Illustration by Maria-Ines Gul

Speaking to Georgia Pritchett, it’s hard to believe that this warm, self-contained woman could be one of the minds behind the narcissistic and legitimate family at the heart of hit HBO’s Succession. When I put this to her, she laughs and tells me that “from some quarters” there was doubt as to whether a “small, unkempt, chaotic group of British writers” could create this “big, brilliant American drama”. The show, currently in its third series, reveals the machinations of aging media magnate Logan Roy – who is said to have been inspired by both Rupert Murdoch and Donald Trump – and his devious children fighting to succeed him. Given that the show has garnered Emmys and near-universal acclaim from critics, it seems that Pritchett and her fellow writers did it.

Pritchett was born in London in 1968 and had a creative, semi-Bohemian upbringing. Having such a distinguished cultural background – her grandfather was the writer VS Pritchett and her brother the Telegraph cartoonist Matt – she may have an inkling of the pressures of inheriting the family profession. Alongside Succession’s showrunner Jesse Armstrong, Pritchett has worked on the political satires The Thick of It and Veep. Her favorite character from Succession, the youngest son Roman Roy, is a “dirty little elf,” she says, whose sublime vulgarity rivals that of the spin doctor Malcolm Tucker. “I’ve written for a couple of fucking shows now – I’ve built my career around just saying shit. But I think what we were trying to do – if this isn’t too grandiose to describe swearing – is very creative and has almost baroque swearing …

Pritchett wrote some of the funniest scenes of Succession – including Logan’s son-in-law, Tom, throwing water bottles at his subordinate Greg while locked in a safe room. Your goal is to humanize the characters just enough to captivate the audience. “I’m a bit narrow-minded,” she says. “I think Jesse is very good at keeping us on point and not becoming a dirty version of Friends, which I would probably do if I were in charge.”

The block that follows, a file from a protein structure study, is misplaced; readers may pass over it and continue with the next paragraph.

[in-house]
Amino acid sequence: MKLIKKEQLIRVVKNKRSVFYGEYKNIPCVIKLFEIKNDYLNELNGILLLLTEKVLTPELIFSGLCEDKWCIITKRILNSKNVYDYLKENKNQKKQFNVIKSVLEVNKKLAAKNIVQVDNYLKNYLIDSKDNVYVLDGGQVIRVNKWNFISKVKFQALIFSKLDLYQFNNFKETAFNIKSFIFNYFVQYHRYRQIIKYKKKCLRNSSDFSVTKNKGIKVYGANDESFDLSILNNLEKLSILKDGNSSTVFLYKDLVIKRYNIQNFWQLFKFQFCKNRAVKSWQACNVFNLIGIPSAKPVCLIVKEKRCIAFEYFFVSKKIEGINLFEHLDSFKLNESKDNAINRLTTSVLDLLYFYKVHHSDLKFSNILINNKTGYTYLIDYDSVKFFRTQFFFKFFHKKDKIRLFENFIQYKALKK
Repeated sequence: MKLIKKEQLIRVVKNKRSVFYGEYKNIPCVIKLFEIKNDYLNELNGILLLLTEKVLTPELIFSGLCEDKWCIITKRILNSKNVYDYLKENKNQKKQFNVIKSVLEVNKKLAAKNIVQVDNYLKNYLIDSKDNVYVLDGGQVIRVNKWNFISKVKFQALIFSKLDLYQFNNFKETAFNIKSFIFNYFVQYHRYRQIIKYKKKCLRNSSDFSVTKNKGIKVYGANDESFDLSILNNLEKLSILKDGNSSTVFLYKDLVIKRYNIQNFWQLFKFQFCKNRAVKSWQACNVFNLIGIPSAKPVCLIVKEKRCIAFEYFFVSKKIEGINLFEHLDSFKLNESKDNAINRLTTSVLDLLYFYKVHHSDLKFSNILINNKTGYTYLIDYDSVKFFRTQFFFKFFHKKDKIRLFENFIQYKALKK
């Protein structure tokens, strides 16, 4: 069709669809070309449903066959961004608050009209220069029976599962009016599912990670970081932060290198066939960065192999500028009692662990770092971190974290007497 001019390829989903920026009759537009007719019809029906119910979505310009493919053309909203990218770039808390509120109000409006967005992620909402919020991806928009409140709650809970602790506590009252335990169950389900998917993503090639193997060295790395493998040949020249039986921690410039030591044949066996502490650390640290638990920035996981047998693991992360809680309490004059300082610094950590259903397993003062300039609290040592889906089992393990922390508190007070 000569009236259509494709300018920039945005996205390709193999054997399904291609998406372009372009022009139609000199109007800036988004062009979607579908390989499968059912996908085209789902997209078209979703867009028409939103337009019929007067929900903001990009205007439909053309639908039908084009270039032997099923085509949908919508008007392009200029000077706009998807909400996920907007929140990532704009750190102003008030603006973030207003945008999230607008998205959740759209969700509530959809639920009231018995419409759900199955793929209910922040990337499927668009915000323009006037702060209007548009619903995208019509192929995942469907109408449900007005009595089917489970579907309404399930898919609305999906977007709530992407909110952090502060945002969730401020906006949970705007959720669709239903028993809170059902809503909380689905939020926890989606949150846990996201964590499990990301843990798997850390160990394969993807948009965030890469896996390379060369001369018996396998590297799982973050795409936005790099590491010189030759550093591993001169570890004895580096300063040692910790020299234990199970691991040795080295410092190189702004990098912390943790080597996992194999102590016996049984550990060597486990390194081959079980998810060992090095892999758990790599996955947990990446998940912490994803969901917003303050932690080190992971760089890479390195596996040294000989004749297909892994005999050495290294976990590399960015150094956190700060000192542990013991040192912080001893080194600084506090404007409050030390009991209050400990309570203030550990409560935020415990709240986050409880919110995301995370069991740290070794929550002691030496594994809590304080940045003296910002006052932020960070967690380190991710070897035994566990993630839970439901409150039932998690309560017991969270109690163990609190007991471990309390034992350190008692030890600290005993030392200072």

The writers meet daily for four months, planning to the minute what will happen before the two of them break up to write each individual episode. She mentions two maxims that are pinned to the wall of the authors: “One can never escape the family” and “The family poisons one another and poisons the world”.

While Pritchett is part of such a successful project, I am not entirely comfortable in the spotlight. Having been forced to struggle for recognition as a woman throughout her career – her early jokes for the Radio 4 comedy show Week Ending were mistakenly attributed to a George Pritchett – she may find it surreal to get so much now. She hates dressing up to attend an awards show – something she protests only happens because she is “lucky enough to have stood around someone as smart as Jesse while she is.” have done something brilliant ”. But she doesn’t just stand next to someone who is smart. The Apple TV comedy The Shrink Next Door is currently running the show running show. Pritchett quietly changes the landscape of television writing, one insulting insult after another.